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Through my career as a recruiter, I have spoken to tens of thousands of candidates with all sorts of skills and with different levels of seniority.

I noticed most candidates didn't know what to say to position them as the best candidate for the job.

Or they wouldn't know what to ask to qualify if they were suitable for the position.

Basically, I realised that not many people really knew and understood how to effectively work with recruiters to get feedback, interviews or jobs.

And you see, not knowing how to work with them, can put you on the back foot.

So that's why I wrote this post.

Now some of you might think, "recruiters are absolutely useless and I don't need to know how to work with them. I avoid them like the plague", and I get it.

I really do.

You only have to check online to find millions of horrible stories of how recruiters have been handling applicants.

But here is the thing, yes you have bad ones - really bad ones.

But, you also have awesome recruiters.

Recruiters that really know their stuff and will go above and beyond for you.

So obviously, try to stay away from the bad ones and find a recruiter that you can build a good relationship with. (Download a FREE script that will make the whole process really easy!)

Ok, so let me break this down for you so you get an idea of how it all works.

More than half of the jobs are advertised by recruitment agencies and in most cases, the recruiter receives over 100 applications a day for each vacancy they are recruiting for.

So how can you stand out? 

Most recruitment companies have a specific positioning in the market; they could be vertical specialists, account managers or generalists.

A vertical specialist

A vertical specialist is a recruiter that specialises in a specific field, it's often niche and very targeted.

Example, if you have a recruitment agency specialising in IT recruitment, a vertical specialist would recruit solely in one specific technology.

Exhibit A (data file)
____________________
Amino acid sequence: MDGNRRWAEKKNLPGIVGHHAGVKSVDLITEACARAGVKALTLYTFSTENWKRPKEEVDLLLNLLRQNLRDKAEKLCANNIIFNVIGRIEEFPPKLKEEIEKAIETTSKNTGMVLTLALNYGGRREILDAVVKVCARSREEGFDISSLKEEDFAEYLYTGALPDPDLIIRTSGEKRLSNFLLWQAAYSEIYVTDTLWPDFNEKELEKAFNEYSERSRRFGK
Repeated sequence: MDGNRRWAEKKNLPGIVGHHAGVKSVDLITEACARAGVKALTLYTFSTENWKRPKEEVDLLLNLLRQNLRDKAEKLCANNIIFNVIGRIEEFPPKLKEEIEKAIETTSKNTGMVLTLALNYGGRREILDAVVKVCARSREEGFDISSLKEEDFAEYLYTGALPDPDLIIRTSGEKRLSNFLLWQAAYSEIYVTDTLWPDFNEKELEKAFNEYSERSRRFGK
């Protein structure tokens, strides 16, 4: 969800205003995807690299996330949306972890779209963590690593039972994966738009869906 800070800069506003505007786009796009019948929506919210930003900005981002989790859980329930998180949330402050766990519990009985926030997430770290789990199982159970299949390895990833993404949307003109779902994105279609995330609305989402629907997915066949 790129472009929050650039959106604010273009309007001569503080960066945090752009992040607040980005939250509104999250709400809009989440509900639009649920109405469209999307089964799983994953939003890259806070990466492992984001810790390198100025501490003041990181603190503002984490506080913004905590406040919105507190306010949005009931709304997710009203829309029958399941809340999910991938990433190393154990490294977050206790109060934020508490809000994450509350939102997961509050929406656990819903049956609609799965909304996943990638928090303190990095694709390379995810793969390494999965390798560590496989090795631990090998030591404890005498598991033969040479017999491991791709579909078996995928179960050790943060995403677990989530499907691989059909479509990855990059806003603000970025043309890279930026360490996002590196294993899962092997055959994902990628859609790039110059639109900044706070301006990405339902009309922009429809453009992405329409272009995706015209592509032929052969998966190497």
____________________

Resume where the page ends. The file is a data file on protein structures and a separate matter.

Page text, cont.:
An account manager

An account manager is a recruiter who focuses on recruiting for specific clients.

They mainly have vacancies with those clients.

A generalist

A generalist is a recruiter who recruits for a variety of positions.

They are mostly focusing on a specific geographical area and recruit for all different positions in this area.

Example, a recruitment agent might only recruit within a certain suburb and recruit in that suburb for accountants, marketing, IT professionals, sales etc.

The first thing to do before calling a recruiter is to research and to find out how they position themselves in the market.

If you can’t find out, ask them when you talk to them.

Recruiters will often advertise for multiple clients and finding the one that is specialised in your field will help you a lot.

So when you have identified the best recruiter, it's time to call.

Some of the reasons people fear calling a recruiter are:

  • They don’t know what to say
  • They think they are just wasting the recruiter’s time
  • Believing they are wasting their time and the recruiter doesn’t know what they are talking about
  • They are afraid of being rejected
  • Or they think they are not good enough

Because they don’t know what to say, when they call, they don’t ask the right questions, so they don’t get the right information.

When they hang up the phone, they think: “I knew calling was a bad idea!” and they feel stupid.

When you are actively job-hunting, you want to be aware of as many opportunities in the market as possible.

Building a relationship with a recruiter is one of the ways that will help you.

Unfortunately, you don’t build a relationship by just applying or emailing.

You need to call and meet them.

Here are some do’s and don'ts that will help you to make the right impression.

  • Call a recruiter that regularly advertises in your field of expertise. They are very likely to meet you or/and keep you informed of upcoming positions.
  • Don’t be all over the place. Don’t say you are looking for freelance, permanent and part-time work, all at once. The only thing a recruiter hears are alarm bells. The type of professional who is a freelancer is very different than the professional that is a permanent employee. You might think you're being flexible but the recruiter will think you will jump ship the first occasion you have!
  • Don’t apply and call 1 minute later, if you want to do that, just call before applying.
  • Don’t just say you are calling to follow up on your application, 99% of the time they will have reviewed your resume. If you were suitable for the job, they would have called you.
  • Don’t ask questions that are written in the ad.
  • Match at least 70% (if not more) of what is required. Make sure this is clearly outlined in your resume (download me FREE proven-to-get-interviews resume template here).
  • Don’t keep applying (in a short time frame) for roles that are advertised by the same person.
  • If they ask you: What do you want? Don’t just say: ”I want a job”. All the candidates a recruiter talks to want a job. Be specific.
  • Be humble, don’t open the conversation with:” I’m the perfect candidate for the job!”. A recruiter hears that at least once a day so it loses its credibility.


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